ITHACA, N.Y. -- In the 1840's, the late blight fungus, P. Infestans, swept across the potato fields of Ireland, turning the vegetables into a rotten mess and leaving the country's people to fight a losing battle against famine. A million Irish perished, and a great many others left the country to land on North American shores.
Now the fungus might have met its match in a potato developed at Cornell University, the New York 121.
This small, mild-mannered white potato is able to fend off late blight as well as other pests such as golden nematodes, scab and potato virus Y (PVY) in a single bound.
"This is another in a short line of potatoes resistant to late blight," says Robert Plaisted, Cornell professor emeritus of plant breeding. "Resistance to late blight is one of the hardest things to breed for in potatoes."
The new potato, says Plaisted, is the best clone available that is resistant to both races of golden nematode. "Its additional resistance to late blight, scab and PVY is a rare combination."
Plaisted and his colleagues, Bill Brodie and William Fry, professors in Cornell's plant pathology department, will introduce the new potato at the New York State Vegetable Conference in Liverpool, N.Y., on Feb. 8.
The development of New York 121 dates back more than 30 years when Plaisted acquired seeds of potato varieties grown in the Andes mountains of South America. Repeated selection for adaptation to the New York region and for disease resistance produced the selection E74-7, the mother of NY 121. This selection was important because of its extreme resistance to potato mosaic viruses.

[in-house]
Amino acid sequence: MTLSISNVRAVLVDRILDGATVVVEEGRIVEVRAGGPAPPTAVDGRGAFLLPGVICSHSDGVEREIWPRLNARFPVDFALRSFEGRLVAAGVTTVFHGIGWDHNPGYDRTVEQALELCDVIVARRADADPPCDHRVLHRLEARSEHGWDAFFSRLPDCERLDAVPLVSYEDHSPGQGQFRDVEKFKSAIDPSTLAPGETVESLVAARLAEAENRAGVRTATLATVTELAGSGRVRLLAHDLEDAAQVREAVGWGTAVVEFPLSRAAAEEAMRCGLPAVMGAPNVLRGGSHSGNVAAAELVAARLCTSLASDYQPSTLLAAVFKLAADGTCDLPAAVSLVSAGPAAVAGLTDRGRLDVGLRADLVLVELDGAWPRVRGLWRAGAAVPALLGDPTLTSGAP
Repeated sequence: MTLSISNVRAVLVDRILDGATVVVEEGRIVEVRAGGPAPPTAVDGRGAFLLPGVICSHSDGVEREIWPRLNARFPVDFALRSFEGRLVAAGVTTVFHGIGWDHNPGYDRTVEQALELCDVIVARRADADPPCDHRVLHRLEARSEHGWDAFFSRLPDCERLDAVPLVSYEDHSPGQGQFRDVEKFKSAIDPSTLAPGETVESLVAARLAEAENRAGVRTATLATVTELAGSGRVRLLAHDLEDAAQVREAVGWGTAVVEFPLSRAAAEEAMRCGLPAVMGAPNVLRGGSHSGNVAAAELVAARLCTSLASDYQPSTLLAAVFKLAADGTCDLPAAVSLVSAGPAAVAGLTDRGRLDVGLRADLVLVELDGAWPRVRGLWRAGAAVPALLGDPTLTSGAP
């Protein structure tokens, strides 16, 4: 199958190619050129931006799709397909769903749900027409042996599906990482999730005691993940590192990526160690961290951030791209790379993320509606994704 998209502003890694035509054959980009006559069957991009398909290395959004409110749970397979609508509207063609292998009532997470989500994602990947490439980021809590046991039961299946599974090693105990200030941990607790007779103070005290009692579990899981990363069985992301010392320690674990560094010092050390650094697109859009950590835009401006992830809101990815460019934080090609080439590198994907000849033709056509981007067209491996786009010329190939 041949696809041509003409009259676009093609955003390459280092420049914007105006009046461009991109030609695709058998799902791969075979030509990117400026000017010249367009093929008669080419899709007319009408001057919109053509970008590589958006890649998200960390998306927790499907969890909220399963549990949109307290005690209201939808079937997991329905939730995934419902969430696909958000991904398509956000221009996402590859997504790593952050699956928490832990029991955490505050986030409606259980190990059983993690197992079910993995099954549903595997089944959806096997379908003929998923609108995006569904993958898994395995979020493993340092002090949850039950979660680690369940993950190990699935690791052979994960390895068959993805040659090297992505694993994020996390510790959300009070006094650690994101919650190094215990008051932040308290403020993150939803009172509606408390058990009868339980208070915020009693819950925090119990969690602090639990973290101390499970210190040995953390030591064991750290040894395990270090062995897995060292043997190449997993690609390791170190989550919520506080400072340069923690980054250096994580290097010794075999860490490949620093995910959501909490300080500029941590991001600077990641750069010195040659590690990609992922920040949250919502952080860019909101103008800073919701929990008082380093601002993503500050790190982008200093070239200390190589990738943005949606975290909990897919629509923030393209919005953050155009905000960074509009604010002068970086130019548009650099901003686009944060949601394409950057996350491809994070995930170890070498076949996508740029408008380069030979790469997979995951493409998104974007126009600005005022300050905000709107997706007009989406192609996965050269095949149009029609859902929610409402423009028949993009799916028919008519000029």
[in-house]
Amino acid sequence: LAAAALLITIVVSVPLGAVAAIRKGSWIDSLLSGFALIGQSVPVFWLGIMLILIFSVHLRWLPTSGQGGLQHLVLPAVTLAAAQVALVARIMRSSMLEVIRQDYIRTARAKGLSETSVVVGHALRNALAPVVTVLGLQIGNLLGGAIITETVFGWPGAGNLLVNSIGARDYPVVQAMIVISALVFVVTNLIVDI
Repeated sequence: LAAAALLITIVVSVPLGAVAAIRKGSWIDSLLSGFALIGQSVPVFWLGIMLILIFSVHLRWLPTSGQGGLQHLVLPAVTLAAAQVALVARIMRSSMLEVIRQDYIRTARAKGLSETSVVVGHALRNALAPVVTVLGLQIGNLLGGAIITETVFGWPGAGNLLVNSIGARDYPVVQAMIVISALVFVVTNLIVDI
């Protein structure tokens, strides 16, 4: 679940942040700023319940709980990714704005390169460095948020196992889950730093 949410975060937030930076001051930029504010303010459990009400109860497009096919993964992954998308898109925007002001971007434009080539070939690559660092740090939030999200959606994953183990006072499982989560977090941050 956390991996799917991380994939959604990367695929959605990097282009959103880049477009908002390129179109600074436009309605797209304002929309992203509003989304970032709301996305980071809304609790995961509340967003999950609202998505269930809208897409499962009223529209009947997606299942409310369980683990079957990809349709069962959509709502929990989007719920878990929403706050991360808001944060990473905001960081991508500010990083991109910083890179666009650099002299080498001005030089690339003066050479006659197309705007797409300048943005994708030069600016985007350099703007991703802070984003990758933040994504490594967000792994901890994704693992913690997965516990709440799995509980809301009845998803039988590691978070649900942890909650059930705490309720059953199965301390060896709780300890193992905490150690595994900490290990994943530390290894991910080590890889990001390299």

In 1984 Plaisted obtained seeds from the International Potato Center in Peru that had resistance to multiple races of the golden nematode, a soil-borne pest. One generation of breeding produced N43-288, the male parent of New York 121. This parent is mostly of Peruvian ancestry, but includes a wild species from Argentina.
By dusting the female's (E74-7) pistil with the male's (N43-288) pollen nine years ago, Plaisted bred a potato with multiple resistance. Typically it takes 14 years to bring a newly tested and developed potato to market, but New York 121 took less than a decade. In addition to its ability to resist late blight, scab and certain nematodes, it's a mid-season potato that will be good for boiling, perhaps even baking. This is not a good potato, though, for making French fries or chips.
"We need more accurately to measure its yielding ability and the practical value of this blight resistance in terms of reduced sprays. Growers impacted by golden nematodes should be particularly interested in this potato," says Plaisted.
The seed for New York 121 could be available as early as next season from the New York Foundation Seed Farm at Lake Placid, N.Y., operated by Cornell's plant pathology department.
As for the New York 121, Brodie explains there are yield trade-offs in exchange for disease resistance, but overall he is happy about the potato.
"This may not be an end product," he says, "but it is a good start to getting that end product with multiple resistance characteristics."
In addition to the New York 121, Cornell also is introducing two other potato varieties, Keuka Gold and Eva. Keuka Gold is a yellow-flesh potato, good for boiling, which will be known for its flavor and high yields. It is also resistant to scab and golden nematodes. Eva has a bright white skin, also good for boiling, and it is resistant to the mosaic virus, golden Nematode, and scab. It has an unusually long tuber dormancy, which means the potato can be stored longer.
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